With spring on the horizon, Cathy Pearson reflects on the joy that the garden at St. Stephen, Maple has brought to parishioners and members of the wider community.
Establishing “sacred space to nurture body, mind and spirit” wasn’t a priority for the Rev. Jeff and Becky Potter as they surveyed the dense forest beyond the rectory’s garden gate. It was 2016 and they had just arrived at the new church plant of St. Stephen, Maple.
Neglected for over a decade, the forest included dead trees that needed to be felled for safety reasons, and overgrowth that needed to be removed. The wildflowers could stay – snowdrops and blue Siberian squill, likely planted years earlier by the then incumbent and an avid gardener, the Rev. Dr. Ramsay Armitage.
During a clean-up day months later, the volunteers had a revelation. “We were all standing back there, and we started to realize just how much potential was held in that space” recalls Becky.
Plans unfolded. Karen Shea, the church’s pastor of outreach and a garden expert, created the master design. She laid surveyor flags where natural pathways and areas for worship, contemplation and a workable garden were envisioned. She was careful to respect natural areas and the animals, insects and birds that had come to depend on the space.
Tieg Dawe, the sexton, built perimeter fencing and summoned heavy equipment to clear swaths, which were then covered with landscape fabric and topped with specialty mulch to support those with mobility issues. A carpenter by trade, Tieg designed and constructed a raised platform with overhead pergola, slant-backed benches, a gabled pavilion sheltering one of two 18-foot tables and planter boxes.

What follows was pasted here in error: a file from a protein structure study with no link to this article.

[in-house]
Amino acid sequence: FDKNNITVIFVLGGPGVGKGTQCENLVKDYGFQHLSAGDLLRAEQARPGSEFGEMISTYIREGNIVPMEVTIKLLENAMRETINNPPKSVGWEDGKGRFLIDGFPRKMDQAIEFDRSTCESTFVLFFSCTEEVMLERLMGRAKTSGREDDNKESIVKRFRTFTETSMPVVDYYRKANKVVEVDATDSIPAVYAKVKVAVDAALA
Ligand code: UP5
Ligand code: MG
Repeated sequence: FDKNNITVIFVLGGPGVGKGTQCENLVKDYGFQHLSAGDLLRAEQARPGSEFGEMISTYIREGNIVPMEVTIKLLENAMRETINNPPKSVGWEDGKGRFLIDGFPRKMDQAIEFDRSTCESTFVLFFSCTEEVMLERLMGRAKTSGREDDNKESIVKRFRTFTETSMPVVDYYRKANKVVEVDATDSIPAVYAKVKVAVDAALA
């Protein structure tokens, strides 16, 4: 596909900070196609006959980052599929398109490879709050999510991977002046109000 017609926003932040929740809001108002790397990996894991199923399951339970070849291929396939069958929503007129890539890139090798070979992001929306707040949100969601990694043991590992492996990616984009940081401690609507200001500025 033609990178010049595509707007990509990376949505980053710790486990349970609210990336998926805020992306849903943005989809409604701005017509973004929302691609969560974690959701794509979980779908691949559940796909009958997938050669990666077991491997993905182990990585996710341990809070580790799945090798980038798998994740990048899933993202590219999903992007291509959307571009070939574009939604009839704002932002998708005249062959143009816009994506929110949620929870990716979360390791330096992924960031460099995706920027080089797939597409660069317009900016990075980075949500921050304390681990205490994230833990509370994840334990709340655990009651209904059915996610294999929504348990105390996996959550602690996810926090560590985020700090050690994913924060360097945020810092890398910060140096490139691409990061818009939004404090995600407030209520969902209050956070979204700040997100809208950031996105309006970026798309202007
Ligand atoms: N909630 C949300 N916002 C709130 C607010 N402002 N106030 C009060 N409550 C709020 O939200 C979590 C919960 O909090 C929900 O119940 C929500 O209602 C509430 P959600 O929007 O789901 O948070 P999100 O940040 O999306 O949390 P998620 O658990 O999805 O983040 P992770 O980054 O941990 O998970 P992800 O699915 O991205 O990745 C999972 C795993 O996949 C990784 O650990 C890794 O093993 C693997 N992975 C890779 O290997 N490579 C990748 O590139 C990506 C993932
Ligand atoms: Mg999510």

Once complete, we were anxious to share our beautiful new garden, and word spread that there was fun to be had at the Saturday morning program, welcoming local children and parents, rain or shine. From planting vegetables to building bat barns and garden crafts, there was something for everyone. Neighbours often dropped by, coffee cup in hand, to check out the action and learn about bee-keeping, storybook illustration and earthworm husbandry.
Another blessing, weather permitting, was praising God in the garden, thanks to a portable keyboard and sound system powered by lengths of extension cord. As often as possible, we held weekly church dinners in the garden too, because food always tasted better there.
Summertime found us inviting community members into our space for annual fairs and music concerts. Gracing our worship stage was local, world-renowned Celtic guitarist Tony McManus. There was nothing like being serenaded on a balmy evening in the open air under the stars.
If it’s true that “you reap what you sow,” then it’s not at all surprising that St. Stephen’s has been literally showered with blessings from our hallowed garden space. Naturally, all this came to a screeching halt last spring, when restrictions sadly shut our community garden gates to any type or size of parish or public gatherings. And so it remains.
The invaluable handful of committed volunteers have continued diligently tending, watering and weeding since then. It’s amazing how quickly nature attempts to reclaim itself and take back the established garden space for its own when unused for long periods. And wildlife abounds!
Perhaps it’s time to turn some patch of ground laying fallow into your very own church community garden. Masters of their respective crafts, Karen and Tieg are available to offer sage advice and can be reached at St. Stephen’s.
The Rev. Jeff and Becky Potter now minister in the Diocese of Niagara.